Kretzschmar, William A. “Large-Scale Humanities Computing Projects: Snakes Eating Tails, or Every End is a New Beginning.”

Liu, Alan. “The State of the digital humanities: a report and a critique.”

Svensson, Patrik. “The Landscape of Digital Humanities”

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Examining Database Projects – The 1881 Canadian Census Report

First and foremost, the major problems and challenges with the 1881 Canadian Census project that Lisa Y. Dillon discusses in her article can be summarised as a result of the collaboration (or lack thereof) between social science historians and genealogy groups, who employ conflicting project standards, goals and objectives of data processing. The extremely large file size of the 1881 census project and limited funds available for data processing led to this collaborative union between social science historians and genealogy groups, but it led “to compromised data quality to a certain extent” (166).

Data cleaning and checking difficulties were not only caused by the “hundreds of geographically-dispersed volunteers using fairly basic data-entry programs” (166), but also the decentralisation of data entry efforts. LDS issued a different set of objectives to social science historians. Data entry was further compounded by LDS’s use of Universal Data Entry Software instead of CFP or MHCP that offer automatic prompts or checks (167). LDS chose software simplicity over quality verification software features thus causing the presence of “preventable typos” in the database (167).

In addition to the issues with LDS’s guidelines and choice of software, LDS also instructed their volunteers to enter the same data twice and compare results. This instruction, in my opinion, appears to be a laboriously counterproductive task not only because appropriate software could have eliminated this unnecessary task, but also it’s a time consuming task that does not eliminate the repetition of data entry errors from the first inaccurate entry made.

Furthermore, the division and uneven distribution of microfilm strips, the lack of distinction between volunteers’ and enumerators’ comments, the partial exclusion of crossed-out line entries, and the omission of family numbers further impeded data entry accuracy.

Having said that, however, these aforementioned issues were possible to address in comparison to other irresolvable issues such as the mistranscriptions of last names — which could be a result of an original enumerate error, poor microfilm quality or illegible handwriting — and the Francophone-Anglophone linguistic translational discrepancies.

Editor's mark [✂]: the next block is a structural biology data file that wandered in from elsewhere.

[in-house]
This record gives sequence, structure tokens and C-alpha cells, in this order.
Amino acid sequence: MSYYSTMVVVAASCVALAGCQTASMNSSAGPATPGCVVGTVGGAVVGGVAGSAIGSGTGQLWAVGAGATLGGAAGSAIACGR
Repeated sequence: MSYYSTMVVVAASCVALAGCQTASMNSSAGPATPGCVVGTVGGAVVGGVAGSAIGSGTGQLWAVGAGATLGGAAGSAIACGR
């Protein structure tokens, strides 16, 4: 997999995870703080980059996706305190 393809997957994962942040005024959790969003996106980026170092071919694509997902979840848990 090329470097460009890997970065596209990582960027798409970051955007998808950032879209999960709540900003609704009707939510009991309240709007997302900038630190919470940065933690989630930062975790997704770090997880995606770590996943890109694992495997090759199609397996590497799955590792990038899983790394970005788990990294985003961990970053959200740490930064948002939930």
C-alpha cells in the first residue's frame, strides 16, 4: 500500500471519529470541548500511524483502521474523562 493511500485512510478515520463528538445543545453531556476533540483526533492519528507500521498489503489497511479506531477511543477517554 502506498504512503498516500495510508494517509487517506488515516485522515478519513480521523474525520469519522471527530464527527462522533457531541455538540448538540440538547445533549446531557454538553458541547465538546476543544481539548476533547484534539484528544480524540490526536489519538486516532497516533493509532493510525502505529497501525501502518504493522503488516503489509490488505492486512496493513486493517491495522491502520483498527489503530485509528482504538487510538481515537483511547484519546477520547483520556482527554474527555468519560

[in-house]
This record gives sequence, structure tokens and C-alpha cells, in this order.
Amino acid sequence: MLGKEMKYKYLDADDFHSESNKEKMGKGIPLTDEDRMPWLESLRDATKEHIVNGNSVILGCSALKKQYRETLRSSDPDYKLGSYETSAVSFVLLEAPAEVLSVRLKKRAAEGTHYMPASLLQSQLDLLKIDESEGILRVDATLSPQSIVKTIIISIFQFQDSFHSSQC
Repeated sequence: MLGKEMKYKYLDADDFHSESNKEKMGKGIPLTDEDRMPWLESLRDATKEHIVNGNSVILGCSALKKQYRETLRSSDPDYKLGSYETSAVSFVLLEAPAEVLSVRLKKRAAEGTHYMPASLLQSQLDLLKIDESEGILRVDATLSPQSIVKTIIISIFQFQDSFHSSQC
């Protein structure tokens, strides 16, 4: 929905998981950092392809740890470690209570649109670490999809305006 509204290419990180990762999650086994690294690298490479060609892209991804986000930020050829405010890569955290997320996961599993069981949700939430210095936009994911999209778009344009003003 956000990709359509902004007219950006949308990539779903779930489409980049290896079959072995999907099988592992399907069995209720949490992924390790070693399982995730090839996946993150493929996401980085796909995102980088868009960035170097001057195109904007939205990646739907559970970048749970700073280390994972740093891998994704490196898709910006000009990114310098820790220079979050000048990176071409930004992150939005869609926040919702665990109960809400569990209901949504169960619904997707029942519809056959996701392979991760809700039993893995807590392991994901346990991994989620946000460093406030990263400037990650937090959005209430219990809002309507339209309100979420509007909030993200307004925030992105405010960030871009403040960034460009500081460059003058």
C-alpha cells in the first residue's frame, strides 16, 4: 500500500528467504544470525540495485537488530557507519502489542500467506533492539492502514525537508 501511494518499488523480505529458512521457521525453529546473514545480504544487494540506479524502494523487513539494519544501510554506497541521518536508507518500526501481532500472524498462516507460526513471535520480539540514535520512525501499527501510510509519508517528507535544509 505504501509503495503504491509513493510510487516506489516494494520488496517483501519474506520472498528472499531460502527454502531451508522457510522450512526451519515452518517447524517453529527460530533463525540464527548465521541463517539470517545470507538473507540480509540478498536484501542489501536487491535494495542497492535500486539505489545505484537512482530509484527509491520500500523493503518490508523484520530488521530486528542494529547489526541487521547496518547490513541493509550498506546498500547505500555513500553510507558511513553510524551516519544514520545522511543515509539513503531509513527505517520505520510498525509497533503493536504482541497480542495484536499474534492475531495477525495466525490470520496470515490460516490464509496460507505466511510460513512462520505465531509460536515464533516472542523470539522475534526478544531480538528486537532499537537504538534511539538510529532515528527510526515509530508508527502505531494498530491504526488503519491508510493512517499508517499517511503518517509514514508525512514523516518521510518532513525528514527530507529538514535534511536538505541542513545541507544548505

Dillon notes that the omission of French accents by the Anglophone volunteers and its inclusion by Francophone volunteers created a significant problem with the 1881 Census project. Subsequently, additional work is required to restore the French accent in the database.

Although Dillon highlights a significant number of problems with the 1881 Census project, the genealogy group volunteers were only responsible for a surprisingly low percentage of errors – 1%. (It is worth noting, however, that the 1% Dillon quotes is the percentage for ‘detected’ errors; not to mention the percentage of undetected errors not yet accounted for.)

With these problems in mind, Dillon claims that the 1881 Census project was affected less by transcription errors than decisions made at the commencement of the project (173). Therefore, Dillon proposes that the conflicting collaborative standards of social science historians and genealogy groups could be eliminated by centralising data entry rules and processes with the identification of a central institution that could dedicate sufficient personnel to inspect the project work (174).

The latter point Dillon makes about the inspection of geographically dispersed volunteers’ work may not have been as feasible at the time the 1881 Census project was being created. In our modern day society, however, project work collaboration and inspection could be easily conducted in a Web 2.0 environment because the vast majority of society have adopted social media as one of their primary sources of communication.

When marking-up Prof. Ruth Sherry’s bibliographic index cards in XML and TEI P5 for the Frank O’Connor Research website, I found it extremely beneficial to be able to collaborate with my colleagues and supervisor via social media to resolve any issues. Some of the difficulties encountered in the 1881 Census Project that Dillon mentions, I experienced when marking-up the bibliographic index cards, such as illegible handwriting, crossed-out material, typos and errors made by the author, and occasionally some poor quality material that had been soiled and thus making the text indecipherable. Marking-up, however, wasn’t the challenge; deciding what quantity of the material to mark-up was though. Dillon refers to this discrepancy between the needs of academic and genealogical researchers because social science historians desire to record everything while genealogists aim for 100%, but limit their variables. When it comes to this decision, I tend to agree with the social science historians record-everything rule because I believe in the adage that, “If you’re going to do it, do it right,” which is, I suppose, the message of Dillon’s article.

Dillon, Lisa Y. “International Partners, Local Volunteers and Lots of Data: The 1881 Canadian Census Report.” History Computing 12.2 (2000): 163-176. JSTOR. Web.

Frank O’Connor Research Website